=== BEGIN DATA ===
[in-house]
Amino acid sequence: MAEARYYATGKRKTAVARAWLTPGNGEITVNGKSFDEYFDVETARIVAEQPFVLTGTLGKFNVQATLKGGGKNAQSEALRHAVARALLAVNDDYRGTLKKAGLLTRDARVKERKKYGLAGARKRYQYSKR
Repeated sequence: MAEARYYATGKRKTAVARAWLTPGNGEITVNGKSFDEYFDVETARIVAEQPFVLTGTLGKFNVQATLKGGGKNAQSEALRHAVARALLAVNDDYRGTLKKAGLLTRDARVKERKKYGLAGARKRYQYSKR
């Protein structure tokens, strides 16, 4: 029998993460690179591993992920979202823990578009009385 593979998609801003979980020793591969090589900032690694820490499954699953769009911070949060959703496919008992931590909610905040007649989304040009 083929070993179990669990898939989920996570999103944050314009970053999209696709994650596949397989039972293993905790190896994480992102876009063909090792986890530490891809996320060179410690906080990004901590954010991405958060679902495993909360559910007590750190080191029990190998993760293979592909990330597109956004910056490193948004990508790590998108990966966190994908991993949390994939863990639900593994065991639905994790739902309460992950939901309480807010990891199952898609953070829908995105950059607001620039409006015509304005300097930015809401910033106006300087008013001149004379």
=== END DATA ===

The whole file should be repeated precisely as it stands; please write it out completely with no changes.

[in-house]
Amino acid sequence: MAEARYYATGKRKTAVARAWLTPGNGEITVNGKSFDEYFDVETARIVAEQPFVLTGTLGKFNVQATLKGGGKNAQSEALRHAVARALLAVNDDYRGTLKKAGLLTRDARVKERKKYGLAGARKRYQYSKR
Repeated sequence: MAEARYYATGKRKTAVARAWLTPGNGEITVNGKSFDEYFDVETARIVAEQPFVLTGTLGKFNVQATLKGGGKNAQSEALRHAVARALLAVNDDYRGTLKKAGLLTRDARVKERKKYGLAGARKRYQYSKR
């Protein structure tokens, strides 16, 4: 029998993460690179591993992920979202823990578009009385 593979998609801003979980020793591969090589900032690694820490499954699953769009911070949060959703496919008992931590909610905040007649989304040009 083929070993179990669990898939989920996570999103944050314009970053999209696709994650596949397989039972293993905790190896994480992102876009063909090792986890530490891809996320060179410690906080990004901590954010991405958060679902495993909360559910007590750190080191029990190998993760293979592909990330597109956004910056490193948004990508790590998108990966966190994908991993949390994939863990639900593994065991639905994790739902309460992950939901309480807010990891199952898609953070829908995105950059607001620039409006015509304005300097930015809401910033106006300087008013001149004379």